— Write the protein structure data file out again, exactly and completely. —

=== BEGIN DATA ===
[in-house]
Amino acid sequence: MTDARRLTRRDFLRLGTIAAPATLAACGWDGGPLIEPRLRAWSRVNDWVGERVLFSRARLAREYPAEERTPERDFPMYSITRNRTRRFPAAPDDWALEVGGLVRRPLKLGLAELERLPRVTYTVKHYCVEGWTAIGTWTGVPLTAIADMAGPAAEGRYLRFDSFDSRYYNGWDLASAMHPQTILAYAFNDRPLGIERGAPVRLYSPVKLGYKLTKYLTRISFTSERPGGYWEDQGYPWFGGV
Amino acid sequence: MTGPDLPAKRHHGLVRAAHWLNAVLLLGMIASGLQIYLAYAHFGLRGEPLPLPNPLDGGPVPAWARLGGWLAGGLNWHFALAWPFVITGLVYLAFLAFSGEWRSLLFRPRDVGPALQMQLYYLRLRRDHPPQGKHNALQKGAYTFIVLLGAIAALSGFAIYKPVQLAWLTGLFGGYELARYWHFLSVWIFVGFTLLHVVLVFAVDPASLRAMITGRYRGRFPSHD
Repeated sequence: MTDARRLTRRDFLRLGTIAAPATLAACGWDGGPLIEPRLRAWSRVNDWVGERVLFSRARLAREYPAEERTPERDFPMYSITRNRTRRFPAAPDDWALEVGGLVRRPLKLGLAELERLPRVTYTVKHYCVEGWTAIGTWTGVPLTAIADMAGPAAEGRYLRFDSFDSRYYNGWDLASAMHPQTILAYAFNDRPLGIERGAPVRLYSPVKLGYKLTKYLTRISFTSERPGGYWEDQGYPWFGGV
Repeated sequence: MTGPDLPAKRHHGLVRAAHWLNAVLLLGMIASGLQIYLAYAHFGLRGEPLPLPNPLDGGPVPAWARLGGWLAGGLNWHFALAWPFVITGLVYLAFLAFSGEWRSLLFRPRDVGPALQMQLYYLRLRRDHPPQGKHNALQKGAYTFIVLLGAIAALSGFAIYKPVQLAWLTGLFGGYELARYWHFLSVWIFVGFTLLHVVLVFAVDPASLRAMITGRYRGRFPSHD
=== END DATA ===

[in-house]
Amino acid sequence: MTDARRLTRRDFLRLGTIAAPATLAACGWDGGPLIEPRLRAWSRVNDWVGERVLFSRARLAREYPAEERTPERDFPMYSITRNRTRRFPAAPDDWALEVGGLVRRPLKLGLAELERLPRVTYTVKHYCVEGWTAIGTWTGVPLTAIADMAGPAAEGRYLRFDSFDSRYYNGWDLASAMHPQTILAYAFNDRPLGIERGAPVRLYSPVKLGYKLTKYLTRISFTSERPGGYWEDQGYPWFGGV
Amino acid sequence: MTGPDLPAKRHHGLVRAAHWLNAVLLLGMIASGLQIYLAYAHFGLRGEPLPLPNPLDGGPVPAWARLGGWLAGGLNWHFALAWPFVITGLVYLAFLAFSGEWRSLLFRPRDVGPALQMQLYYLRLRRDHPPQGKHNALQKGAYTFIVLLGAIAALSGFAIYKPVQLAWLTGLFGGYELARYWHFLSVWIFVGFTLLHVVLVFAVDPASLRAMITGRYRGRFPSHD
Repeated sequence: MTDARRLTRRDFLRLGTIAAPATLAACGWDGGPLIEPRLRAWSRVNDWVGERVLFSRARLAREYPAEERTPERDFPMYSITRNRTRRFPAAPDDWALEVGGLVRRPLKLGLAELERLPRVTYTVKHYCVEGWTAIGTWTGVPLTAIADMAGPAAEGRYLRFDSFDSRYYNGWDLASAMHPQTILAYAFNDRPLGIERGAPVRLYSPVKLGYKLTKYLTRISFTSERPGGYWEDQGYPWFGGV
Repeated sequence: MTGPDLPAKRHHGLVRAAHWLNAVLLLGMIASGLQIYLAYAHFGLRGEPLPLPNPLDGGPVPAWARLGGWLAGGLNWHFALAWPFVITGLVYLAFLAFSGEWRSLLFRPRDVGPALQMQLYYLRLRRDHPPQGKHNALQKGAYTFIVLLGAIAALSGFAIYKPVQLAWLTGLFGGYELARYWHFLSVWIFVGFTLLHVVLVFAVDPASLRAMITGRYRGRFPSHD